On the back of a lot of criticism following the volatility in US money markets, the New York Fed announced a series of overnight and term operations for the next three weeks in order to alleviate pressure into the quarter end. Dynamics in the  US money market are likely to remain in focus tonight with the US Treasury Department auctions of $45bn 13-week and $42 bn 26-week bills.

Over the weekend Iran’s president warned that foreign forces are threatening the security of the Gulf, after the US said it was deploying troops to the region. Mr Rouhani also said Iran would present a new Gulf peace initiative at the United Nations on Tuesday.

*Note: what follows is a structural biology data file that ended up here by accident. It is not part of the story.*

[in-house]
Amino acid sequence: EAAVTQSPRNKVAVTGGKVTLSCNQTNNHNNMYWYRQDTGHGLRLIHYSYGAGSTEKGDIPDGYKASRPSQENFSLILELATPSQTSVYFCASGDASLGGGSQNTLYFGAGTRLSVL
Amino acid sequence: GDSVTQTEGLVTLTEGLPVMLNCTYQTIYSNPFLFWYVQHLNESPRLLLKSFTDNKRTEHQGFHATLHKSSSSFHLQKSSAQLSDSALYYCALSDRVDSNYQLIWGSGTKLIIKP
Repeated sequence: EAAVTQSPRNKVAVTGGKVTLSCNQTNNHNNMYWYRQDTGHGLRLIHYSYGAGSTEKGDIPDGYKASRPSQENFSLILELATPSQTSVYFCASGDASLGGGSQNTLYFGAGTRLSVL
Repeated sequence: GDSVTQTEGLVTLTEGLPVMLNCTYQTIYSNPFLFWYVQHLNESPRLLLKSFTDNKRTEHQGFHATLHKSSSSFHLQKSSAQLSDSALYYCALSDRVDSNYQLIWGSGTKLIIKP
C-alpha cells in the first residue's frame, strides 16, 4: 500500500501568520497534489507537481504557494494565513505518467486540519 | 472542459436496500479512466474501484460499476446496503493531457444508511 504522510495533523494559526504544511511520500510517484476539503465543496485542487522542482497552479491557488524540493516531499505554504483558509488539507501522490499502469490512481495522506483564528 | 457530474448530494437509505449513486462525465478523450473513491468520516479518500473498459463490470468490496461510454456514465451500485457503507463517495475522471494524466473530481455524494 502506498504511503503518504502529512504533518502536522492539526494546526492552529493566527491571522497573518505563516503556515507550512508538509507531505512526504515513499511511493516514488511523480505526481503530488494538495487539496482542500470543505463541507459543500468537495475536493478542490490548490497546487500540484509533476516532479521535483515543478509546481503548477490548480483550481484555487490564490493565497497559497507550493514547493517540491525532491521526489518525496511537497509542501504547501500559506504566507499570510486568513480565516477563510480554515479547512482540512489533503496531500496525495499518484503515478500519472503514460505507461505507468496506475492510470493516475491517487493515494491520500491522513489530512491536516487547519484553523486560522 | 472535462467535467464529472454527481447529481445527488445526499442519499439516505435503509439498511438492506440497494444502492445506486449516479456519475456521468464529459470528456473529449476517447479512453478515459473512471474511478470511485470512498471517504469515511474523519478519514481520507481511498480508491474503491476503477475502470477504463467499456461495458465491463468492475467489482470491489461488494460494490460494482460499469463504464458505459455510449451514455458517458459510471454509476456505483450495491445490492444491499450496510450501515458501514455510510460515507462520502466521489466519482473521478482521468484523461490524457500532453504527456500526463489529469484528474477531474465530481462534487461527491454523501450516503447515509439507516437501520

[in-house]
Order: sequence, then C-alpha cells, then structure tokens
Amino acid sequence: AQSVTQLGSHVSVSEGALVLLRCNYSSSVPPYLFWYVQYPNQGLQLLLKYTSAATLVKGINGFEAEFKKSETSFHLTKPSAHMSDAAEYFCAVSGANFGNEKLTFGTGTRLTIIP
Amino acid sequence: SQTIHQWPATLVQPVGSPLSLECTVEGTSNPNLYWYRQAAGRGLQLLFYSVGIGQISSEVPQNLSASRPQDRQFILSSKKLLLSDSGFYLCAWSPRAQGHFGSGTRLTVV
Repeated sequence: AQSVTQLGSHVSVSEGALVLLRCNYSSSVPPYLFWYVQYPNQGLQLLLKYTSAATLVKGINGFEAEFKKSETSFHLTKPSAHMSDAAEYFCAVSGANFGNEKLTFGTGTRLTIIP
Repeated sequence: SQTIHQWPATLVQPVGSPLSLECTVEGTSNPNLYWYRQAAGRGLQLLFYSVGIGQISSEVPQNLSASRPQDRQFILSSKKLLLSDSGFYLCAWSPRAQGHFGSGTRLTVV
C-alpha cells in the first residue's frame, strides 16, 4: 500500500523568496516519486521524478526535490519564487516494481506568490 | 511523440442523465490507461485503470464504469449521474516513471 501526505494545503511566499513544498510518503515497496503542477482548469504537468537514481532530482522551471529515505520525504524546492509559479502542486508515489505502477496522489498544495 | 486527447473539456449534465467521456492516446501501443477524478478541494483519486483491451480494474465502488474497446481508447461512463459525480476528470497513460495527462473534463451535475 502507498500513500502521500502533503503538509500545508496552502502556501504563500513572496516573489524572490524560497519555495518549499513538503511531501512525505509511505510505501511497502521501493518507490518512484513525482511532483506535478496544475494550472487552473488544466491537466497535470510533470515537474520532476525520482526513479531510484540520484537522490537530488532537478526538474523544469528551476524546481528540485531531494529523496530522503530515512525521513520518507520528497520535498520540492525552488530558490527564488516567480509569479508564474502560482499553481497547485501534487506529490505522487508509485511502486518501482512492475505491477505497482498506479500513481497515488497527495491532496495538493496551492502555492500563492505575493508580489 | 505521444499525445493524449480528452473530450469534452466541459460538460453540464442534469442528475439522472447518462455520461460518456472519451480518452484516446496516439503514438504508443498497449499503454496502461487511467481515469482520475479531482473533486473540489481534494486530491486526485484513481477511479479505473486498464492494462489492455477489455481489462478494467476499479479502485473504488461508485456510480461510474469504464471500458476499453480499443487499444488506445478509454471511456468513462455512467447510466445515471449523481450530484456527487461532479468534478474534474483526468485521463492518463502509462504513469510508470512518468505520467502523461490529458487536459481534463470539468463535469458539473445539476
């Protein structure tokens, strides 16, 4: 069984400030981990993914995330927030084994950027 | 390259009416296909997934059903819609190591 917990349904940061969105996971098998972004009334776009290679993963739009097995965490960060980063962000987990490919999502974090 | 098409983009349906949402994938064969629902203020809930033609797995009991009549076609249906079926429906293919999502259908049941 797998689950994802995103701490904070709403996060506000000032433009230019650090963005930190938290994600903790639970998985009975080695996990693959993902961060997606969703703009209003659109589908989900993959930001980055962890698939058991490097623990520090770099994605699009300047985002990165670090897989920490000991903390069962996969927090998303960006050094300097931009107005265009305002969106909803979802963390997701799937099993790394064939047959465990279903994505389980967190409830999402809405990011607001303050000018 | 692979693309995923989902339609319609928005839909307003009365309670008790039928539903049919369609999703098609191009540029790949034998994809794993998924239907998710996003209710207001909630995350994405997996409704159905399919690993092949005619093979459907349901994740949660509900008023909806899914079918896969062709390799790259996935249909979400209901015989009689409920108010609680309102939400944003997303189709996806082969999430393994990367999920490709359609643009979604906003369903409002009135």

Coming up

  • Monday brings EU and US September PMIs with market looking for a small rebound in the manufacturing sectors. The Chicago Fed National Activity Index is also out while Fed William, Bullard and Daly are on speaking duties. US T Bill auctions and Brexit ruling are also likely to be in focus. Draghi testifies to the European Parliament where he’ll no doubt be talking up the plan for further ECB stimulus but at the same time pleading for some help from fiscal policy
  • Highlights for the week include AU RBA Lowe speech; RBNZ on hold; US consumer spending and PCE; CH industrial profits

Market prices